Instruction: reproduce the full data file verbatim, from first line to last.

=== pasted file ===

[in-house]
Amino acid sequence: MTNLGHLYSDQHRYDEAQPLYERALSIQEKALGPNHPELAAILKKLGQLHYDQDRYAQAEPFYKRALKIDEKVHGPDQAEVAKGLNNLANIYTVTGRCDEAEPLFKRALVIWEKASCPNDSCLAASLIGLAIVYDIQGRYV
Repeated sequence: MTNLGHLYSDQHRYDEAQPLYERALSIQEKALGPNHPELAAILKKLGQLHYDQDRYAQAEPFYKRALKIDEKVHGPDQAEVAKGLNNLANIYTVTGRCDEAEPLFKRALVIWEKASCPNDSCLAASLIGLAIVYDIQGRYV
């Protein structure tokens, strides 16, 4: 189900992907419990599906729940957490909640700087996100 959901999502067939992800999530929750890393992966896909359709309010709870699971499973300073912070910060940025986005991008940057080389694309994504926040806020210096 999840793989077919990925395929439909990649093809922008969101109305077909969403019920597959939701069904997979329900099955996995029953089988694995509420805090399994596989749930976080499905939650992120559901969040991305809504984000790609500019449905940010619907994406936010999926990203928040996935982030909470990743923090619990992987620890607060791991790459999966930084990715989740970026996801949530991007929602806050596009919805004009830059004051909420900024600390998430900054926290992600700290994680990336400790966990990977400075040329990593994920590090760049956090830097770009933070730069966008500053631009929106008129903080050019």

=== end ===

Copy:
[in-house]
Amino acid sequence: MTNLGHLYSDQHRYDEAQPLYERALSIQEKALGPNHPELAAILKKLGQLHYDQDRYAQAEPFYKRALKIDEKVHGPDQAEVAKGLNNLANIYTVTGRCDEAEPLFKRALVIWEKASCPNDSCLAASLIGLAIVYDIQGRYV
Repeated sequence: MTNLGHLYSDQHRYDEAQPLYERALSIQEKALGPNHPELAAILKKLGQLHYDQDRYAQAEPFYKRALKIDEKVHGPDQAEVAKGLNNLANIYTVTGRCDEAEPLFKRALVIWEKASCPNDSCLAASLIGLAIVYDIQGRYV
């Protein structure tokens, strides 16, 4: 189900992907419990599906729940957490909640700087996100 959901999502067939992800999530929750890393992966896909359709309010709870699971499973300073912070910060940025986005991008940057080389694309994504926040806020210096 999840793989077919990925395929439909990649093809922008969101109305077909969403019920597959939701069904997979329900099955996995029953089988694995509420805090399994596989749930976080499905939650992120559901969040991305809504984000790609500019449905940010619907994406936010999926990203928040996935982030909470990743923090619990992987620890607060791991790459999966930084990715989740970026996801949530991007929602806050596009919805004009830059004051909420900024600390998430900054926290992600700290994680990336400790966990990977400075040329990593994920590090760049956090830097770009933070730069966008500053631009929106008129903080050019």